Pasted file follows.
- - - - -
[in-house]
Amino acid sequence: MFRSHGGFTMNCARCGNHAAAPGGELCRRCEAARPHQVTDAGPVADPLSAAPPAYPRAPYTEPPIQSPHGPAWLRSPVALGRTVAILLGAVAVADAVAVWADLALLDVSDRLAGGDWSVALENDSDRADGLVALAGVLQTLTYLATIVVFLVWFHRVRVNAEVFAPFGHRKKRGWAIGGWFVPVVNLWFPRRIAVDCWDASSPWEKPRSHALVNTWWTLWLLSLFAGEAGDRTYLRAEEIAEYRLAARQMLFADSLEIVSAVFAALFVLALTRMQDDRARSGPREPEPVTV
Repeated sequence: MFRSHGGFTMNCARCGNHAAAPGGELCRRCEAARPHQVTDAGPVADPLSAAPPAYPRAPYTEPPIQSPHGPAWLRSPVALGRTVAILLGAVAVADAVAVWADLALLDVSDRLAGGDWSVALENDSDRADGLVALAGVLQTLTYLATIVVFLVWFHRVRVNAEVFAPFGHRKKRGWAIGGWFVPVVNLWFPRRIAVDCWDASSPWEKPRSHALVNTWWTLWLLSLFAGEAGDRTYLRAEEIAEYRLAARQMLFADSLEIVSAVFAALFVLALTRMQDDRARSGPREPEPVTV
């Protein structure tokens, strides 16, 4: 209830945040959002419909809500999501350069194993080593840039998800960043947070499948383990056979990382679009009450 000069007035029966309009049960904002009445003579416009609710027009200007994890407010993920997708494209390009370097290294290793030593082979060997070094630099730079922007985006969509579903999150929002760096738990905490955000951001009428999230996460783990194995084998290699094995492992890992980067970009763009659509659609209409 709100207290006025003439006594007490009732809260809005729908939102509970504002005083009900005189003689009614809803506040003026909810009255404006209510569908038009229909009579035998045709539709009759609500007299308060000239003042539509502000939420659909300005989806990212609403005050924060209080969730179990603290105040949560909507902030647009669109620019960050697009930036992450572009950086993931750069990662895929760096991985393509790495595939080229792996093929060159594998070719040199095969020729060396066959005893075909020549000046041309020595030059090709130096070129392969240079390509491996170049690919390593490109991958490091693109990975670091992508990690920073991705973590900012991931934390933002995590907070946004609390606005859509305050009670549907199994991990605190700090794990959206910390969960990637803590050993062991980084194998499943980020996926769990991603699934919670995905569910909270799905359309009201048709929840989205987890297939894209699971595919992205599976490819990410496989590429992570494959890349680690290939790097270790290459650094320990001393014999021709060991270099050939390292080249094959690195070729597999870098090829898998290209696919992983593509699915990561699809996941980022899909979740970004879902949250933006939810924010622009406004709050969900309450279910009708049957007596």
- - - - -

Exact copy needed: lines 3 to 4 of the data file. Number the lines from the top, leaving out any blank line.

Repeated sequence: MFRSHGGFTMNCARCGNHAAAPGGELCRRCEAARPHQVTDAGPVADPLSAAPPAYPRAPYTEPPIQSPHGPAWLRSPVALGRTVAILLGAVAVADAVAVWADLALLDVSDRLAGGDWSVALENDSDRADGLVALAGVLQTLTYLATIVVFLVWFHRVRVNAEVFAPFGHRKKRGWAIGGWFVPVVNLWFPRRIAVDCWDASSPWEKPRSHALVNTWWTLWLLSLFAGEAGDRTYLRAEEIAEYRLAARQMLFADSLEIVSAVFAALFVLALTRMQDDRARSGPREPEPVTV
């Protein structure tokens, strides 16, 4: 209830945040959002419909809500999501350069194993080593840039998800960043947070499948383990056979990382679009009450 000069007035029966309009049960904002009445003579416009609710027009200007994890407010993920997708494209390009370097290294290793030593082979060997070094630099730079922007985006969509579903999150929002760096738990905490955000951001009428999230996460783990194995084998290699094995492992890992980067970009763009659509659609209409 709100207290006025003439006594007490009732809260809005729908939102509970504002005083009900005189003689009614809803506040003026909810009255404006209510569908038009229909009579035998045709539709009759609500007299308060000239003042539509502000939420659909300005989806990212609403005050924060209080969730179990603290105040949560909507902030647009669109620019960050697009930036992450572009950086993931750069990662895929760096991985393509790495595939080229792996093929060159594998070719040199095969020729060396066959005893075909020549000046041309020595030059090709130096070129392969240079390509491996170049690919390593490109991958490091693109990975670091992508990690920073991705973590900012991931934390933002995590907070946004609390606005859509305050009670549907199994991990605190700090794990959206910390969960990637803590050993062991980084194998499943980020996926769990991603699934919670995905569910909270799905359309009201048709929840989205987890297939894209699971595919992205599976490819990410496989590429992570494959890349680690290939790097270790290459650094320990001393014999021709060991270099050939390292080249094959690195070729597999870098090829898998290209696919992983593509699915990561699809996941980022899909979740970004879902949250933006939810924010622009406004709050969900309450279910009708049957007596």